Retirees keep fit by degrees
"WHEN working life wanes and it comes time to feed the soul, only the humanities provide the required nutrition." So says the vice-chancellor of Macquarie University, Steven Schwartz, about students who return to study in retirement.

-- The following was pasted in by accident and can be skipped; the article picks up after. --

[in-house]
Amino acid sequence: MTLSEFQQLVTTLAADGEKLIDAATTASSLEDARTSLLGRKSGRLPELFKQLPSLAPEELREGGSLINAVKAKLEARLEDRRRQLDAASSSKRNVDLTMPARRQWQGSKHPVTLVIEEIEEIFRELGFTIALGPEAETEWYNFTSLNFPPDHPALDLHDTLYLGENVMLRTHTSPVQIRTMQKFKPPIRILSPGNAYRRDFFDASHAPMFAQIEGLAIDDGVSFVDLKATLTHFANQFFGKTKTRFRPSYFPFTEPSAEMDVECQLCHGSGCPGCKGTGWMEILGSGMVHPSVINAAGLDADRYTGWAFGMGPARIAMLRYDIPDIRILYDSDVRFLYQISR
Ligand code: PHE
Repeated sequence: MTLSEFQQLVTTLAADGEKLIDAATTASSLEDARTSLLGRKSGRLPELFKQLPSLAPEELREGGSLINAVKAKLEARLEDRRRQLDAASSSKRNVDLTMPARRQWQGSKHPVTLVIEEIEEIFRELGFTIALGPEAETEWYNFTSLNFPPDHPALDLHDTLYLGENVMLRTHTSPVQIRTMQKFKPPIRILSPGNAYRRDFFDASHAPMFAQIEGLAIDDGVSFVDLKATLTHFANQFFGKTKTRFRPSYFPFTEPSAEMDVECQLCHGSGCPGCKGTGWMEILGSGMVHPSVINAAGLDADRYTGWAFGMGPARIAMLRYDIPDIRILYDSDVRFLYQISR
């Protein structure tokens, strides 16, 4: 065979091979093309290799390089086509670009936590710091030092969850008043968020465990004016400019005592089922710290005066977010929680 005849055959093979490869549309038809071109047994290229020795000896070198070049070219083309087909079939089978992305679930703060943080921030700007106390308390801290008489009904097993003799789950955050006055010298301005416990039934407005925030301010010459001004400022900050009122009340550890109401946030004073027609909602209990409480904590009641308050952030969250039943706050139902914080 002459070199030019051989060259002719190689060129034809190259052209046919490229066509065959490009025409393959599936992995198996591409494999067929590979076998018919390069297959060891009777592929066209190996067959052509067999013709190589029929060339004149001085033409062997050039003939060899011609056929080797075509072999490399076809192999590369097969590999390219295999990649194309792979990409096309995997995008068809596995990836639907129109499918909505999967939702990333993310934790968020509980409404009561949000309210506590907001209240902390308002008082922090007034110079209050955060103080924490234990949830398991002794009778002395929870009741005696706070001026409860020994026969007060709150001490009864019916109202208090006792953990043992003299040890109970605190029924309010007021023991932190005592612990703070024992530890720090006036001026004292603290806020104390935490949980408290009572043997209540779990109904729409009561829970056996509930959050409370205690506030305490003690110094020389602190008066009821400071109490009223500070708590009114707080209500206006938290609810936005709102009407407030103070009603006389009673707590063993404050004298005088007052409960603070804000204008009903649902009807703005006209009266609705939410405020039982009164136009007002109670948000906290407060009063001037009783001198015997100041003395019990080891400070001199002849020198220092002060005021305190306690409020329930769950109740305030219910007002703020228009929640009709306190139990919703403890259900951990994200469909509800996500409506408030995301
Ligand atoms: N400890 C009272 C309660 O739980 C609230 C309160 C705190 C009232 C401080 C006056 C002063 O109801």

"WHEN working life wanes and it comes time to feed the soul, only the humanities provide the required nutrition." So says the vice-chancellor of Macquarie University, Steven Schwartz, about students who return to study in retirement.Older age certainly did not diminish David and Colleen Walsh's yearning to engage in world affairs.At 75, David, a former sales representative, and Colleen, then a 71-year-old retired teacher, signed up to a masters of international studies degree program. With that completed, the pair, who are now 84 and 80, set out to attain their master of international relations. After countless essays and exams over nine years, and weekly drives from their home at Ocean Shores on the NSW north coast to Brisbane's Griffith University, the couple graduated last year and garnered thunderous applause."When we walked across the stage to receive our degrees from the vice-chancellor, everyone stood up and clapped - we'll never forget it," said David, who, with Colleen, has not ruled out a third degree."There are just so many reasons to study later in life and one of them is to keep an active mind. Our classes were so stimulating, partly because we formed remarkable relationships with people from many countries - and that helps create a different view of the world."They attended formal lectures but thousands of their peers are driving the global education movement known as the "university of the third age". Underpinned by the principle of healthy ageing through life-long learning, the "U3A" trend is often run by volunteer tutors and courses have no entrance requirements or exams.At Macquarie, the most popular U3A courses are ancient history, Egyptology and creative writing."Not once have I encountered a retiree at graduation ceremonies whose return to university was driven by a passion for accounting or marketing or business administration," Professor Schwartz said.